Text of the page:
This marks the first time in more than half a century that a Cuban-produced product will be exported from Cuba and sold in the United States.
“This is truly a momentous occasion,” said Scott Gilbert, Chairman of Reneo. “Marabu charcoal is widely viewed as the best artisanal charcoal in the world. Now US consumers will be able to purchase this product, as have Europeans and others for many years.”
“More importantly,” Gilbert emphasized, “this marks the beginning of a new era of trade between the United States and Cuba. This is a perfect example of a win-win for both our countries. The Marabu plant is an invasive weed that clogs otherwise fertile organic fields in Cuba – now it can be used to produce this fantastic artisanal charcoal, thereby clearing the fields and making them available for agricultural growth.”
“Marabu charcoal is cut and produced by private Cuban cooperatives, providing them with a growing market less than 100 miles away. This is but the first step in what should be a blossoming trade relationship involving many different products,” said Gilbert.
“Of course,” Gilbert added, “we still are severely limited in what we can do by the so-called embargo, the most severe trade and travel restrictions we have imposed on any country in the world. This demonstrably failed relic of the cold war should be consigned to the trash heap of history, where it belongs. For those who may disagree, I urge you to travel to Cuba, to interact with the Cuban people, to see what works and what does not, and then to make a considered judgment. In the meantime, we will do all that we can to expand our economic relations with the people of Cuba.”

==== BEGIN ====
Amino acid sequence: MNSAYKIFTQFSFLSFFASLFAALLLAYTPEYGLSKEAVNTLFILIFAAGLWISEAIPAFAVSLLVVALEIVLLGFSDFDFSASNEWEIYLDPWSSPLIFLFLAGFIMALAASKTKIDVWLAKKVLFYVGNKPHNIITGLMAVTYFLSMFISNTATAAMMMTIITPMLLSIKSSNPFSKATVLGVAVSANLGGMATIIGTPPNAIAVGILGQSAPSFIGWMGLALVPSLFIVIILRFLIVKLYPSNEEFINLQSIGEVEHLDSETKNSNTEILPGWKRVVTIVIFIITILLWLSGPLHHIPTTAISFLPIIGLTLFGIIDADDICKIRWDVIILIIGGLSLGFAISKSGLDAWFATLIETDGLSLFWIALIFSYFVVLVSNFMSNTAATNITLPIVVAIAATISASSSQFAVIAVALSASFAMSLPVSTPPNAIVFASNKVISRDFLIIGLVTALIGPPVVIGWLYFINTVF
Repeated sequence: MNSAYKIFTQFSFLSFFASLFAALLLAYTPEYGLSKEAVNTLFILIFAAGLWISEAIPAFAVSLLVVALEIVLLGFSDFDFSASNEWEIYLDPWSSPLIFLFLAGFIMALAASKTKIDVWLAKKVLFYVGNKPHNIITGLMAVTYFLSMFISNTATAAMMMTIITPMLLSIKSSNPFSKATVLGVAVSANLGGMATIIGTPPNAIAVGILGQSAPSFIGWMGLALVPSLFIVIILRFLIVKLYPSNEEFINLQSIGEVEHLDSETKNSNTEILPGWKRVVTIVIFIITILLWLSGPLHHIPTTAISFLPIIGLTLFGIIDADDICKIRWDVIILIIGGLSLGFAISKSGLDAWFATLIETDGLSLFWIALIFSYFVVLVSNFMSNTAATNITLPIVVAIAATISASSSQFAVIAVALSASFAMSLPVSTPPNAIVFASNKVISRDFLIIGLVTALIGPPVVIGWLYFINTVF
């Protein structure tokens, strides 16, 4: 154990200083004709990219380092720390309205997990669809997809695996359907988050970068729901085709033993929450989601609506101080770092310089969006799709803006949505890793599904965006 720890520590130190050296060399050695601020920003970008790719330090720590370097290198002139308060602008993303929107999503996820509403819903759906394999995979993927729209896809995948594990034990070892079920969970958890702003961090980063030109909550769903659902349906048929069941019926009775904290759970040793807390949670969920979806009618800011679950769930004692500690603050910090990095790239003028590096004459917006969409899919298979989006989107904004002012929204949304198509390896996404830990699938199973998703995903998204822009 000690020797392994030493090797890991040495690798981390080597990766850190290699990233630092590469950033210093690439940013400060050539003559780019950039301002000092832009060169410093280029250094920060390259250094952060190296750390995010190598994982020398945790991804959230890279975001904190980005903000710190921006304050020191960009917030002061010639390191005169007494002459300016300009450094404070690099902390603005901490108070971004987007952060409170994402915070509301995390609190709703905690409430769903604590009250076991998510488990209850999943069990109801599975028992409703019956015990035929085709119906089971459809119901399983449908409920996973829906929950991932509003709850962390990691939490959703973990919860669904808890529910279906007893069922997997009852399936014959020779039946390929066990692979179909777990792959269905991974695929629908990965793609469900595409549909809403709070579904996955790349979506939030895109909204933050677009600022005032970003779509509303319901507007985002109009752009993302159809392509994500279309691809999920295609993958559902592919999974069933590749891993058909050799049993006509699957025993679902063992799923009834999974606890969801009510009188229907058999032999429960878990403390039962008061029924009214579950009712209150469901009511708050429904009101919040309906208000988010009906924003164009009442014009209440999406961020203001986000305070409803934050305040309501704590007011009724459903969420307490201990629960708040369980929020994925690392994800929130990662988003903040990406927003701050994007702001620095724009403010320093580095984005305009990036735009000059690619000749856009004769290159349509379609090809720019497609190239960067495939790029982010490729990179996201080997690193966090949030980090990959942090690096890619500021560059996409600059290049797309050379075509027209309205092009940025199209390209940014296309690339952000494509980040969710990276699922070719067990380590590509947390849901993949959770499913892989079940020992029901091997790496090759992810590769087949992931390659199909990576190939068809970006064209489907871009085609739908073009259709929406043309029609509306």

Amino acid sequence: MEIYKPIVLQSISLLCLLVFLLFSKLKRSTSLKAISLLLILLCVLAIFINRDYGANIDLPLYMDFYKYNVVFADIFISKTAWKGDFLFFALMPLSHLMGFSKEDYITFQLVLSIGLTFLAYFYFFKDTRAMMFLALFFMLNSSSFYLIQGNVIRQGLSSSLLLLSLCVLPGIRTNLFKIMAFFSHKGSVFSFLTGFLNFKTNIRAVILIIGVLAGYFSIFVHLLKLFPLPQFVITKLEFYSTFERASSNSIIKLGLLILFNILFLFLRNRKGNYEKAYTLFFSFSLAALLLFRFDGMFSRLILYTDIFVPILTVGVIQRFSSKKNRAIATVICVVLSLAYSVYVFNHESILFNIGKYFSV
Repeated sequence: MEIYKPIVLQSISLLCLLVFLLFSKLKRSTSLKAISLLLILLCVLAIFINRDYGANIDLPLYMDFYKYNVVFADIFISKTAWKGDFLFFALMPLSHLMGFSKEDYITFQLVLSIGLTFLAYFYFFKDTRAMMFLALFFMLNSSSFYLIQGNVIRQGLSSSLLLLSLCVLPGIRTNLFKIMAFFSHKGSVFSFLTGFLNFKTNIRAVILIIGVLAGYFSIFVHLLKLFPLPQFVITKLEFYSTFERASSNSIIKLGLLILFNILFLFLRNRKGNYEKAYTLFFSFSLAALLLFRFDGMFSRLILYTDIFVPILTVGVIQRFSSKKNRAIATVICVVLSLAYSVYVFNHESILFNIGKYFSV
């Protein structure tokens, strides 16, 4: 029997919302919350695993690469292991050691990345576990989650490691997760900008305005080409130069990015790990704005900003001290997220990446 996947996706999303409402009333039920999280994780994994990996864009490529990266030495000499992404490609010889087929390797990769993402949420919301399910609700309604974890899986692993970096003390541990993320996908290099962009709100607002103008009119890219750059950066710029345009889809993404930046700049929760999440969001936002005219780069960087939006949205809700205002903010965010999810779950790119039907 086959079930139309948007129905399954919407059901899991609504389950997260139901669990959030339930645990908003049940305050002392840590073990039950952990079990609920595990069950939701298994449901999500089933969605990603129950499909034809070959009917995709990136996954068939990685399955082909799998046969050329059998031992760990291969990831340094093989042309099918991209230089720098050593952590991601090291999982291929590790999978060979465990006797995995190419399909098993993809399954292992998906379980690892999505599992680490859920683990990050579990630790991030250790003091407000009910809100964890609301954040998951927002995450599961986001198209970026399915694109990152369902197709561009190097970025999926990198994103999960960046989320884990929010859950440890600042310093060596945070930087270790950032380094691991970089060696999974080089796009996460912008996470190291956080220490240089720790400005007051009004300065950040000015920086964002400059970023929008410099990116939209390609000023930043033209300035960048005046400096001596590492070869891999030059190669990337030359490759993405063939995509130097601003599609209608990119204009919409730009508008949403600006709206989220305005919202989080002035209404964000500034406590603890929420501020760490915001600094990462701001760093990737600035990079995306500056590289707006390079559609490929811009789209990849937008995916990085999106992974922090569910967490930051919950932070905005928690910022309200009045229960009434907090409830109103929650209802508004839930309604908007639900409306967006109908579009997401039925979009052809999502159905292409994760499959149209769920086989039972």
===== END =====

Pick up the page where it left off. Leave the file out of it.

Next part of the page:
Reneo said Fogo Charcoal would market marabú charcoal imports and sold through retailers.
Gilbert’s biography highlights his accomplishments as mediator and his expertise on Cuba matters:

…Scott worked with both the United States and Cuban governments to negotiate Alan Gross’ release from a Cuban prison and facilitate the first major change in United States policy toward Cuba in more than 50 years. Scott has been described by high-ranking State Department officials as “Perhaps the best ‘civilian’ expert on the Cuban government.” He is an internationally recognized innovator in the field of strategic alternative dispute resolution (ADR), where he has represented parties and also served as a mediator and arbitrator. At Reneo Consulting, Scott focuses on strategic analysis, crisis management, legal strategy and litigation management, legislative and lobbying services, and government-related consulting. Scott’s clients have included Fortune 500 corporations; small and medium-sized businesses, non-profit organizations; associations; government agencies; government officials and other individuals. Scott has been quoted in print and network media, including the New York Times, the Washington Post, Fortune, the National Law Journal, ABC, NBC, CBS, CNN, and MSNBC.

Below is background on the Alan Gross case: